IDNOs and Competition in Connections
IDNOs and Competition in Connections

The following Energy practice note provides comprehensive and up to date legal information covering:

  • IDNOs and Competition in Connections
  • What is an Independent Distribution Network Operator (IDNO)?
  • Key differences between DNOs and IDNOs
  • Competition for ownership and operation of new networks—IDNOs
  • Competition to design and build new networks—ICPs
  • Contracting with ICPs

IDNOs and Competition in Connections

What is an Independent Distribution Network Operator (IDNO)?

Electricity is conveyed from the generator (where it is produced) to the consumer by means of transmission and distribution networks. These are often collectively referred to as ‘the grid’ (although ‘the grid’ was traditionally a shorthand for just the transmission system, and is therefore sometimes still used in that way). For more information on:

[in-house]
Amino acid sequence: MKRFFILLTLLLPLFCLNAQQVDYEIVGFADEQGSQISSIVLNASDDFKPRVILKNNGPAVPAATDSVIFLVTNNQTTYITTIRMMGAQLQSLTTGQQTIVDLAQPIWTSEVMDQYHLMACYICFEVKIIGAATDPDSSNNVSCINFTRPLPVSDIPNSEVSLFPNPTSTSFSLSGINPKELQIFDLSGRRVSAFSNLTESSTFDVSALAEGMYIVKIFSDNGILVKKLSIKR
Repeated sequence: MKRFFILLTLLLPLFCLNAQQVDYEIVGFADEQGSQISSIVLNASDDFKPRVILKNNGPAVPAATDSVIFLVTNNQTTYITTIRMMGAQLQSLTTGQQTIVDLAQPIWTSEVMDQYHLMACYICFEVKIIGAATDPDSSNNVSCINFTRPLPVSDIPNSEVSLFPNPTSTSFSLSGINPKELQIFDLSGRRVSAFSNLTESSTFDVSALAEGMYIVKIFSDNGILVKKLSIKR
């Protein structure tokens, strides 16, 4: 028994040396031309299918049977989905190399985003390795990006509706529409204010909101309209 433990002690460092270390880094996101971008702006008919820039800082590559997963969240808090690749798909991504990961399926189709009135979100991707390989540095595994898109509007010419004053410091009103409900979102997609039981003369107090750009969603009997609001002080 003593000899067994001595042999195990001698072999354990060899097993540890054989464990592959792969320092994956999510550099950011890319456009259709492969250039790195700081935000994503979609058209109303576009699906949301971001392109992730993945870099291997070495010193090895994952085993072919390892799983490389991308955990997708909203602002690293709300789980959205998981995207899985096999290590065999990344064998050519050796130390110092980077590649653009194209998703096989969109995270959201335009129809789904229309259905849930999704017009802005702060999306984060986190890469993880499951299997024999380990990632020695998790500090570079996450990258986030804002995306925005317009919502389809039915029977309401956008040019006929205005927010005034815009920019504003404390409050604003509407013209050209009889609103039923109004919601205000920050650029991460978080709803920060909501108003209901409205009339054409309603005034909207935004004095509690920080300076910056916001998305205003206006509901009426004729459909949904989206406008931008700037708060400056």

1. generators, see Practice Notes: Licensing of GB electricity generation and storage and Great Britain electricity generation, distribution and supply licensing and exemptions regime

  2. transmission networks, see Practice Notes: Licensing of GB Electricity Transmission, The role of National Grid in the Great Britain energy market and The Split of National Grid’s Transmission Owner (TO) and System Operator (SO) Roles and Licences

  3. distribution networks, see Practice Notes: Licensing of GB electricity distribution and Great Britain electricity generation, distribution and supply licensing and exemptions regime

A generator may be connected to the high-voltage ‘National Electricity Transmission System’ (NETS) or directly to a (mainly) low-voltage ‘distribution system’. But in either case it will generally, with exceptions, be a distribution system that finally conveys the electricity to the consumer’s premises.

Historically, the activities of electricity distribution and electricity supply (the latter being to sell the electricity to end-customers) were vertically integrated and carried out by the same entity, known as a ‘public electricity supplier’ (PES).

It would

Popular documents